What Information Do We Collect?
Our website generally collects your personally identifiable information when you voluntarily submit it to us through our website. We also may collect non-personally identifiable information when you access and use our website.
We are not responsible for the data collection, privacy practices or policies of any third-party websites that we may link to our website.
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How Do We Use and Share Your Information?
By submitting information, including personally identifiable information, to our website, you (i) consent to our use and disclosure of such information in any manner permitted by law, and (ii) acknowledge that you have no expectation of privacy, confidentiality, or privilege in it.
Legally Required and Other Related Disclosures
In addition to the foregoing, we may release your personally identifiable information to law enforcement, governmental authorities, or third parties if (i) required to do so by law, search warrant, subpoena, court order, or other legal process, (ii) requested by law enforcement or other governmental authorities, in our discretion, or (iii) we otherwise have a good faith belief that such disclosure is reasonably necessary to protect the rights, property, or personal safety of the firm or third parties; provided, in all cases, such disclosure is permissible under applicable attorney rules of professional conduct.
How Do We Protect Personally Identifiable Information You Provide to Us?
We make every reasonable effort to protect personally identifiable information that you submit over the website from loss, misuse, and unauthorized access, disclosure, alteration and destruction, which may include the use of firewalls and other security measures on our servers. However, the firm does not warrant or represent that its level of security meets or exceeds any particular standard, and no server or internet transmission is ever 100% secure or error-free. Any information that you send us in an email message or other form through the websites is not confidential or privileged.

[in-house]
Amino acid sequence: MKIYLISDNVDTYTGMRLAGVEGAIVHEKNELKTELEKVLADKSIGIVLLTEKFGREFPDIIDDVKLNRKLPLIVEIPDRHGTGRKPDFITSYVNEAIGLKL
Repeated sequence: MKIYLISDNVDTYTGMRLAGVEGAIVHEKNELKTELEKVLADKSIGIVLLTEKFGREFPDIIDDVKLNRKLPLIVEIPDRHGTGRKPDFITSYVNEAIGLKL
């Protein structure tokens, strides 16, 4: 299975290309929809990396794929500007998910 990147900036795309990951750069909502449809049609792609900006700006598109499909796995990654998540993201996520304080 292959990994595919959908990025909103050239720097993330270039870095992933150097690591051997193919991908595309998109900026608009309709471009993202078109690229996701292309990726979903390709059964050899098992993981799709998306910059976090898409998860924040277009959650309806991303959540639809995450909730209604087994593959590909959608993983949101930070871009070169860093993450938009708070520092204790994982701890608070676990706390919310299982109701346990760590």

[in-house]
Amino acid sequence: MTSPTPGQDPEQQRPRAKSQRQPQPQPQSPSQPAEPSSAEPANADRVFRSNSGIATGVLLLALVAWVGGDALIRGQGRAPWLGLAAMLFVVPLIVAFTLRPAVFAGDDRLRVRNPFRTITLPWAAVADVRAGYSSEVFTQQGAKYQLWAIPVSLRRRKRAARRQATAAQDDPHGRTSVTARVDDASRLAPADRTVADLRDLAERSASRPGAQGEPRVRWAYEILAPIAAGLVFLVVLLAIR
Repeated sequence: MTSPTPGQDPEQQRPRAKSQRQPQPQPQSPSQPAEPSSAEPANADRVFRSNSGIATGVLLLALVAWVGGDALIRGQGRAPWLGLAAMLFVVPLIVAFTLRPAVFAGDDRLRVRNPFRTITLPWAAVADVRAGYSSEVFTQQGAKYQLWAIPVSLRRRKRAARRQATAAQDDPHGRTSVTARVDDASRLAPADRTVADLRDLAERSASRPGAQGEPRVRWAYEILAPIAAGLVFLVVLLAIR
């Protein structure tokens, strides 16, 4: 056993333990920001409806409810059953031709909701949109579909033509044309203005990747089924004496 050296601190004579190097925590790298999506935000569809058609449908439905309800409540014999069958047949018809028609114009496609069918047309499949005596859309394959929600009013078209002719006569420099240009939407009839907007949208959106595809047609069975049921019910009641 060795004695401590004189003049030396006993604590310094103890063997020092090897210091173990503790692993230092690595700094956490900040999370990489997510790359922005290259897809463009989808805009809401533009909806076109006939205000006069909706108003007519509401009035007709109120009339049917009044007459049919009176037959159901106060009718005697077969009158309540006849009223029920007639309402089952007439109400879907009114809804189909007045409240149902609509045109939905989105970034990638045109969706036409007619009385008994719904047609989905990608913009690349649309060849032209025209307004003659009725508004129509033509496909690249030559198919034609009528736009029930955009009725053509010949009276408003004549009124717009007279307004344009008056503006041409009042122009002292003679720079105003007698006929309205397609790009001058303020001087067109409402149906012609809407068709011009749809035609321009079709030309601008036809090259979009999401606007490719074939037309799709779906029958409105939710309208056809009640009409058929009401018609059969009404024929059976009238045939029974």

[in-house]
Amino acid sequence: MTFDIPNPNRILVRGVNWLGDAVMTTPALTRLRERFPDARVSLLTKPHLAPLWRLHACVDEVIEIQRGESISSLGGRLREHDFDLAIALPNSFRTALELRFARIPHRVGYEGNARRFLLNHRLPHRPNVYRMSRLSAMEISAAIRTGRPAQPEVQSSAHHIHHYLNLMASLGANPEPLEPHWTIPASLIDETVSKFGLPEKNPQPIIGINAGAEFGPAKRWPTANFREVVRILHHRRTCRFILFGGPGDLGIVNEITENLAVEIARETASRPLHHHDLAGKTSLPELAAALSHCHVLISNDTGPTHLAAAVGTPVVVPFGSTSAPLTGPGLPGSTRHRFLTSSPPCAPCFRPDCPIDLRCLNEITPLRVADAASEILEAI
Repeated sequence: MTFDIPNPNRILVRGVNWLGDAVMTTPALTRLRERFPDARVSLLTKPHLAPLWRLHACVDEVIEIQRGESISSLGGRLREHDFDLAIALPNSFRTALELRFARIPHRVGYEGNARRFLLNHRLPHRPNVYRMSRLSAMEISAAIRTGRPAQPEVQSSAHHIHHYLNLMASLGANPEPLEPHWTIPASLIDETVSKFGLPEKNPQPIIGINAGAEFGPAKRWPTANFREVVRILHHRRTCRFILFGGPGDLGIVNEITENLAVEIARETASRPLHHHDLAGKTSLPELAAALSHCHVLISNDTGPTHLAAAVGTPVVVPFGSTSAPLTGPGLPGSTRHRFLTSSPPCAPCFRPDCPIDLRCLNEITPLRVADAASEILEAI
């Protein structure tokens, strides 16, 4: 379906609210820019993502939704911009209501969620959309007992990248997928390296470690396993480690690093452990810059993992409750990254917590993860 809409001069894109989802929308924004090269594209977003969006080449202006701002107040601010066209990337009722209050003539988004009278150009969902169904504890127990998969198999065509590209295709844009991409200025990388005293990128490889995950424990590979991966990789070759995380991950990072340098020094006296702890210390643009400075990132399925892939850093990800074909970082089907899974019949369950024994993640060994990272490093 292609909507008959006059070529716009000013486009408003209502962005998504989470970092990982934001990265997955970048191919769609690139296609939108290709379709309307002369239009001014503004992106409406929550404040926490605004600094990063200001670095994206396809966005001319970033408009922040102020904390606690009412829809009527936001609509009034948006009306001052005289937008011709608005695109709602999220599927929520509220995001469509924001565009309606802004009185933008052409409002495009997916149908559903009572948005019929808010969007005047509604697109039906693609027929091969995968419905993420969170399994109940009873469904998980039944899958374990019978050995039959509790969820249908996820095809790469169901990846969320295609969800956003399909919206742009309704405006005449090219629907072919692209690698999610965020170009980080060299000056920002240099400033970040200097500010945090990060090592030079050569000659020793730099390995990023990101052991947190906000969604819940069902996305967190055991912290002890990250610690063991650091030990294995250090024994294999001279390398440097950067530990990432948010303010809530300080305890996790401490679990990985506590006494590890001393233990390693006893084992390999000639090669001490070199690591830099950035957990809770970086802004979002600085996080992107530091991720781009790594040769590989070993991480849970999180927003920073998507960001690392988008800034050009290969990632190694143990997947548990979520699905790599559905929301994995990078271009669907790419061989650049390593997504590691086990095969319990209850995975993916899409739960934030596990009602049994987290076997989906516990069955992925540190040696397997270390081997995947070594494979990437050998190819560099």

In a not-entirely surprising September 12, 2019 notice in the Federal Register, the EEOC announced that it plans on not renewing an Obama-era rule requiring employers to provide pay data as part of their annual employer information (EEO-1) report until after it assesses whether the two years’ worth of pay data a federal court ordered it to obtain under the rule is useful to its efforts to address gender pay gap.
With so many new major Illinois employment laws already enacted this year, even the most well-informed HR professionals would be forgiven if they felt unable to predict and plan for the next wave of workplace legislation likely to come down the pike before year’s end. Fortunately, Springfield lawmakers signaled their intentions on August 2, 2019 when Governor Pritzker signed into law the Illinois Donor Protection Act (IDPA).
Many Illinois employers returning from summer holiday are facing a rude awakening as they discover that they now have less than a month – until September 29, 2019, to be precise – to revamp longstanding hiring practices or face sizable liability.